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The Nationalization of Electricity
"Electricity is the key to a modern economy. We want to make it a keystone to administration, where after so many generations, we will be masters in our own home" (translation).
Jean Lesage during a speech on September 30, 1962, quoted by Jacques Lacoursière in Histoire populaire du Québec, Volume 5: 1960 à 1970, Sillery, Septentrion, 2008, p. 70.
Collective Wealth under Foreign Control
There is no doubt that the nationalization of electricity in 1963 was a focal event of the Quiet Revolution. The process was begun in 1944 under the Liberal government of Adélard Godbout with the nationalization of Montreal, Light, Heat & Power that had amassed consumer complaints for several decades. Hydro-Québec was born, but the territory served was limited to the region of Montréal. The production and distribution of electricity elsewhere in Quebec was under the direct control of some ten foreign companies, with Shawinigan Water & Power being the most important.
Masters in Our Own Home
The nationalization of hydroelectric power was a matter of concern throughout the 1950s, but an issue in which the Union nationale government refused to intervene. Under the Liberal government of 1960, then Minister of Hydraulic Resources René Lévesque, had a completely different view of the question. In his opinion, "Electricity was fundamental for Quebec and needed to constitute a well-integrated asset. The unification had to be achieved by Hydro-Québec" (translation). As of 1961, Lévesque made the nationalization of electricity his watchword. His project was opposed by many, even among the Liberal troops and the Cabinet. Lévesque patiently rallied more and more people around his opinion. The question even became the main issue of the elections of November 14, 1962. Along with his minister, Liberal Party leader Jean Lesage, proclaimed loud and clear from every pulpit: "Now or never, masters in our own home" (translation). The Liberals were carried to power with a comfortable majority and the eleven private electricity companies became the property of Hydro-Québec in 1963 at a cost of over $600 million. Under the effect of nationalization, the number of employees working for this state-owned corporation rose to 14,000, compared to 8,900 earlier, and senior management positions were now held by French Canadians.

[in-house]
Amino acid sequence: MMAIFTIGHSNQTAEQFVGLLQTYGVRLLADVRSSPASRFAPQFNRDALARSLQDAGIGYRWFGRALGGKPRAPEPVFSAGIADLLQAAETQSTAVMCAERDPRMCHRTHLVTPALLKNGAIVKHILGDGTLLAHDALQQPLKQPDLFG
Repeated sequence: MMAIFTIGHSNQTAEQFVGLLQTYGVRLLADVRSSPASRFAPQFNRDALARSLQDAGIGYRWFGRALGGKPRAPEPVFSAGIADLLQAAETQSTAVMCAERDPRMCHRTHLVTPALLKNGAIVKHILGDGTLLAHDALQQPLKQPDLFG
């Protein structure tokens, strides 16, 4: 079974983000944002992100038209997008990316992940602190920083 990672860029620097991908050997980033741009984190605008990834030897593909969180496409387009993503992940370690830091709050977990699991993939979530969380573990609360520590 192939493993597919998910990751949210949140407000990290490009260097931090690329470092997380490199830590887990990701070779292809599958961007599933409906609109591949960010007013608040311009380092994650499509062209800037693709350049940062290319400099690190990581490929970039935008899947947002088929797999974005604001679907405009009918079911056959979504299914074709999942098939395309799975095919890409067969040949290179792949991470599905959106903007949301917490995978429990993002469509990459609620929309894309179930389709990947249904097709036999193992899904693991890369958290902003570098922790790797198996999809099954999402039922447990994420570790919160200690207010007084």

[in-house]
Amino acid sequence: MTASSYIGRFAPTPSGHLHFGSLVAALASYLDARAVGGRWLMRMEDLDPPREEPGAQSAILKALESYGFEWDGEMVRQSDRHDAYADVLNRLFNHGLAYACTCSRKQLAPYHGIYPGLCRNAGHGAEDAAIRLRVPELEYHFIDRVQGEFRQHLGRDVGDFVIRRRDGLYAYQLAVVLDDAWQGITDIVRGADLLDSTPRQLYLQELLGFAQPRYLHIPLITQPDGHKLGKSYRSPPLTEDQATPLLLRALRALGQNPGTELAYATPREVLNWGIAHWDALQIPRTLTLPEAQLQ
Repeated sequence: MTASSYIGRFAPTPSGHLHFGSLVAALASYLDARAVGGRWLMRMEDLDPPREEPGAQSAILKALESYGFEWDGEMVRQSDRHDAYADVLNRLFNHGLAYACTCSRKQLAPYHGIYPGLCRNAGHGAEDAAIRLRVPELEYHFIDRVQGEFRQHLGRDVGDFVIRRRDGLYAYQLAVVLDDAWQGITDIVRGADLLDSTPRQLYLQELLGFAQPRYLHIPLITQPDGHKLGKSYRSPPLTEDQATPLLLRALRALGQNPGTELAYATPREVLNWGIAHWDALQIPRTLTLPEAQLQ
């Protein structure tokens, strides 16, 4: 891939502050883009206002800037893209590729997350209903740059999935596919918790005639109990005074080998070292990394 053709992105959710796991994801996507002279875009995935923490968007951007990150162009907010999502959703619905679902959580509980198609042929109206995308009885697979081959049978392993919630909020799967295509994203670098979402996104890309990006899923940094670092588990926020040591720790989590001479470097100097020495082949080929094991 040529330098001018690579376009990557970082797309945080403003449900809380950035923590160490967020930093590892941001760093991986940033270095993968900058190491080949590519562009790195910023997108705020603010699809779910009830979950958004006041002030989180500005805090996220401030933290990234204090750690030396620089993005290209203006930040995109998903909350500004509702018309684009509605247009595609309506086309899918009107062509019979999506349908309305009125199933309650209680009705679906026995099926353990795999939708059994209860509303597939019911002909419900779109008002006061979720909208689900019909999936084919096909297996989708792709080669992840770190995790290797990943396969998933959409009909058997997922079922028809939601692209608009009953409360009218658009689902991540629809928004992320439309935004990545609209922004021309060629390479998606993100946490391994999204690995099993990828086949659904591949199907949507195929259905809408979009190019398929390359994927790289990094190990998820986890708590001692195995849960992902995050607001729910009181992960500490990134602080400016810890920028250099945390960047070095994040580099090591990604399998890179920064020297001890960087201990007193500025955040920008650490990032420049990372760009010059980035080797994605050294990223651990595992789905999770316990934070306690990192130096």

Nationalizing electricity was an economic decision that led to better regional service in Quebec, particularly in remote locations. It also served to smooth regional development. The eminently political decision bore witness to the will to appropriate natural resources and showcase emerging nationalism.